Commissioner Dan LaSota asked Moses whether the “oversight” constitutes a loophole in the state’s laws and whether mistakenly violating a law would shield a person from consequences. Moses conceded there were some cases where mistakenly breaking the law would still be considered breaking the law, but reiterated that there was no intentional coordination between the Dunleavy campaign and the PAC.

While the APOC commissioner’s discussions on the matter occurred during an executive session, it appears that they agree with a stricter interpretation of the law that Kendall brought forward rather than the looser interpretation proposed by the attorneys for the pro-Dunleavy groups.

Whether that rises to serious consequences, though, will be determined at a Friday hearing at 1 p.m.

‘We’re not stonewalling!’ says the attorney refusing to reply to anything short of a subpoena

A Stronger Alaska attorney Richard Moses (left) with APOC Commissioners Lanette Blodgett and Anne Helzer.

It should also be noted that APOC investigators, whose work would inform the commissioners’ decision-making, were unable to complete their investigation by the Monday deadline this week because both A Stronger Alaska and the Republican Governors Association refused to participate with the investigators’ initial requests for information and documents. The groups both demanded that APOC issue them subpoenas, which likely further draw out the process.

Moses told commissioners that he wanted a “full, fair and thorough” investigation because he believed it would clear the group of any wrongdoing, but when asked why the groups have refused to participate in the investigation Moses said they were asking for too much information.

“From our perspective, they’re requesting privileged information, so a subpoena is going to be necessary,” Moses said, before adding, “We’re not stonewalling.”

Asked if they would participate with a more limited request from the investigators, Moses simply said, “We asked for a subpoena.”

Kendall told investigators that it was, in fact, a stonewalling tactic and told them to expect a prolonged battle over the scope of the subpoenas that would extend well past the election when it would’ve made a difference.

“We don’t do do-overs,” Kendall said. “You could get fined $10 million dollars and it doesn’t affect the outcome of the election.”

The proposed remedy

Kendall suggested to APOC commissioners that the group’s spending be put on hold and that the commissioners consider ordering the PAC be dissolved. He noted, though, it wouldn’t bar the RGA’s money from being spent because the group could form a new PAC free from the appearance of coordination created by Huber.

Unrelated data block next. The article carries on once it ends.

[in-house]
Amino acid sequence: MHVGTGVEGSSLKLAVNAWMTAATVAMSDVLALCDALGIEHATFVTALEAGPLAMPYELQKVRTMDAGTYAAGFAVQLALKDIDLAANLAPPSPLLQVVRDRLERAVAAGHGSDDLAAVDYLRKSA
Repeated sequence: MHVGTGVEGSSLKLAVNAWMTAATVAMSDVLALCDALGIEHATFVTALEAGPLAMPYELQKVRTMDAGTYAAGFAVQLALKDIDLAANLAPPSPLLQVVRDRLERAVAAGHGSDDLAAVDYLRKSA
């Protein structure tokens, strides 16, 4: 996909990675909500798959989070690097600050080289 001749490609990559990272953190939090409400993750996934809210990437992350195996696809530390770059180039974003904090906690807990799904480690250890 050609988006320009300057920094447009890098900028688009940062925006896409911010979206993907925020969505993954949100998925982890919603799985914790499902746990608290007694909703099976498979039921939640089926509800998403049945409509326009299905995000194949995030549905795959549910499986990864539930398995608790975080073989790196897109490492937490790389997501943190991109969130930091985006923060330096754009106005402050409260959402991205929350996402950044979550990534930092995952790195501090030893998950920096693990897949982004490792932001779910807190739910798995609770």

“They hold the keys to their own prison,” Kendall told the commissioners, noting that another PAC facing allegations of coordination voluntarily dissolved the previous week (a PAC supporting Rep. Harriet Drummond that was being run by her husband).

That the PAC, the Republican Governors Association and even Dunleavy’s campaign was arguing against what Kendall says is an easy remedy is evidence that there’s something fishy going on, Kendall argued. In his arguments today, Kendall suggested that A Stronger Alaska intentionally sought out Huber’s involvement because Huber is a close ally and confidant of the governor who would understand the governor’s campaign plan (Huber ran his 2018 campaign) and would maximize the spending.

And while it wasn’t discussed much during the hearing, renewing the PAC as a new entity would also require the $3 million contribution to be made again but this time under the stricter disclosure requirements that require dark money groups to disclose the true source of the money going into the race.

Moses, in his arguments before the commissioners, defended the timing of the initial contribution, which was made three days before the law went into effect.

“It was three days before the change in the law. Well, that was the law on that day,” he told commissioners. “There was nothing illegal about that. There’s nothing illegal about the expenditure of these funds.”

Splitting the complaint

The complaint filed by AKPIRG and the 907 Initiative also includes accusations that Gov. Dunleavy has largely been running his campaign with volunteers who are all on the state payroll either directly or through a litany of sole-sourced contracts. That is still part of the complaint but not, at this time, subject to the accelerated consideration.

Kendall said the main concern is how the $3 million in the hands of A Stronger Alaska should be treated.

Stay tuned.